Giving Tuesday falls on Tuesday, November 29. This annual celebration, created in 2012 to encourage people and communities to do good, takes place every year on the Tuesday following Thanksgiving. In the spirit of this day and the beginning of giving season, we wanted to highlight a tax-planning strategy that not only supports qualified charities, but can also be used to satisfy your required minimum distribution (RMD) from your IRA. (If you are age 72 or older, the IRS requires that you take a required minimum distribution each year from your tax-deferred retirement accounts.)
Qualified Charitable Distribution (“QCD”) is a withdrawal from an IRA that is made directly to an eligible charity. IRA distributions are reported as taxable income, while a QCD is excluded from your taxable income.
QCD Rules & Planning Pointers
- You must be at least 70 ½ years old to make a QCD. If you make a distribution prior to turning 70 ½, the distribution will be treated as taxable income.
- Funds must be transferred directly from your IRA custodian to the qualified charity. A check payable to the charity could be mailed directly from the custodian, or you can mail the check to the charity yourself. The key is that the check must be payable to the charity.
- The maximum annual amount qualifying for a QCD is $100,000 per taxpayer.
- QCDs cannot be made from a 401(k) or from active SEP or SIMPLE Plans.
- Donor-advised funds and private foundations are not eligible to receive QCDs.
- You must obtain a contemporaneous written acknowledgment from the charity stating the amount contributed, and it must also state that there was nothing received in return for the donation.
- You cannot take a charitable deduction for the QCD since the QCD amount is excluded from income, which is better than a tax deduction.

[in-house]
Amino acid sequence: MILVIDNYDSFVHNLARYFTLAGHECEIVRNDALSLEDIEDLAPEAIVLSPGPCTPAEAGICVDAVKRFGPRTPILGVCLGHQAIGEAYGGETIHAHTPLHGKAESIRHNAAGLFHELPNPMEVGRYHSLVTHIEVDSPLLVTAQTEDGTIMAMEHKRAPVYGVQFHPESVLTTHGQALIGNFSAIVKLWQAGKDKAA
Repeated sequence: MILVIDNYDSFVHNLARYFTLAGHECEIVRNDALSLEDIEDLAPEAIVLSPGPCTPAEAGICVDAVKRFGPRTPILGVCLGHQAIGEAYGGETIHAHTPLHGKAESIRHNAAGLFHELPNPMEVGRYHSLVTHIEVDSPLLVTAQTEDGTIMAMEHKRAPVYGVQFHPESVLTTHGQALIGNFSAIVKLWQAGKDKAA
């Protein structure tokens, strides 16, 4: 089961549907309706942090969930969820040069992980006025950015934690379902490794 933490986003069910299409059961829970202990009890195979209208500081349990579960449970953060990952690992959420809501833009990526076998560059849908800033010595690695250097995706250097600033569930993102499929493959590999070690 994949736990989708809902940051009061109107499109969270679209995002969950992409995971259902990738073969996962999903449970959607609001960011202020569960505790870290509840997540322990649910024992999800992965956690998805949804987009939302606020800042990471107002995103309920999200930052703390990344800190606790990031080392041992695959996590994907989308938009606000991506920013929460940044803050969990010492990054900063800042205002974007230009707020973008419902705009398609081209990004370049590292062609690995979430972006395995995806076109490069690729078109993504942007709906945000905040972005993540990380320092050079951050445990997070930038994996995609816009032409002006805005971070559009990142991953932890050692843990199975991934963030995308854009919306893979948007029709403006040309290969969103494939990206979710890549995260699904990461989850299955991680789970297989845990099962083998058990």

- If you mail the QCD check yourself, be sure it is received with enough time to be cashed before year-end, especially if you are using this to satisfy your RMD.
- Tax reporting forms will show the distribution as taxable. You will need to tell your tax preparer the amount of the distribution that was a QCD so that it can be reported accurately on your return.
QCD Timing & Tax Strategies
You should structure your QCDs as the first distributions to come out of your IRA since the first dollars out go towards satisfying your RMD. You should also proceed with caution when making deductible IRA contributions and QCDs; the combination may reduce the tax benefit of the QCD.
With the tax law changes made in the Tax Cuts and Jobs Act of 2018, many taxpayers are no longer itemizing their deductions. Using a QCD allows you to give to a charity and realize a tax benefit for that donation even if you take the standard deduction ($26,000 for Married filers in 2022). In addition, the QCD reduces your AGI (adjusted gross income) and taxable income which may reduce or eliminate the taxation of social security, allow for certain income dependent deductions and credits, and/or reduce Medicare premium surcharges.
If you are charitably inclined and have an RMD this year or later, you may wish to utilize the QCD strategy. You should consult with your financial advisor and/or tax advisor to learn more about the rules and to see if this strategy would be appropriate for your situation.